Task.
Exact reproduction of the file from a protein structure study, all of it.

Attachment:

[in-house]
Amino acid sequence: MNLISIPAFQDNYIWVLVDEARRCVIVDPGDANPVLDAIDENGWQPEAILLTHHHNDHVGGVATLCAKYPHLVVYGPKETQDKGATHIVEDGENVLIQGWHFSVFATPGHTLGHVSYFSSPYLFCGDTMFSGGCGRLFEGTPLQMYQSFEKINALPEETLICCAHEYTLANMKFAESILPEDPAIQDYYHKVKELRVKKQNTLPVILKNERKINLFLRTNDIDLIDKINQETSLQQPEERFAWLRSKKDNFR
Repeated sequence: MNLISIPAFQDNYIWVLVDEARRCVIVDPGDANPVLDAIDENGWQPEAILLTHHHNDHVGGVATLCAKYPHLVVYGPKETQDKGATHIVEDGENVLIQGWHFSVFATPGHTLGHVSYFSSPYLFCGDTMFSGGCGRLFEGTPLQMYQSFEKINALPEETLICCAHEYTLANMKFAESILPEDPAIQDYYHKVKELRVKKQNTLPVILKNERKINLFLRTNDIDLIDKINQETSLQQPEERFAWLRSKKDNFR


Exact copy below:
[in-house]
Amino acid sequence: MNLISIPAFQDNYIWVLVDEARRCVIVDPGDANPVLDAIDENGWQPEAILLTHHHNDHVGGVATLCAKYPHLVVYGPKETQDKGATHIVEDGENVLIQGWHFSVFATPGHTLGHVSYFSSPYLFCGDTMFSGGCGRLFEGTPLQMYQSFEKINALPEETLICCAHEYTLANMKFAESILPEDPAIQDYYHKVKELRVKKQNTLPVILKNERKINLFLRTNDIDLIDKINQETSLQQPEERFAWLRSKKDNFR
Repeated sequence: MNLISIPAFQDNYIWVLVDEARRCVIVDPGDANPVLDAIDENGWQPEAILLTHHHNDHVGGVATLCAKYPHLVVYGPKETQDKGATHIVEDGENVLIQGWHFSVFATPGHTLGHVSYFSSPYLFCGDTMFSGGCGRLFEGTPLQMYQSFEKINALPEETLICCAHEYTLANMKFAESILPEDPAIQDYYHKVKELRVKKQNTLPVILKNERKINLFLRTNDIDLIDKINQETSLQQPEERFAWLRSKKDNFR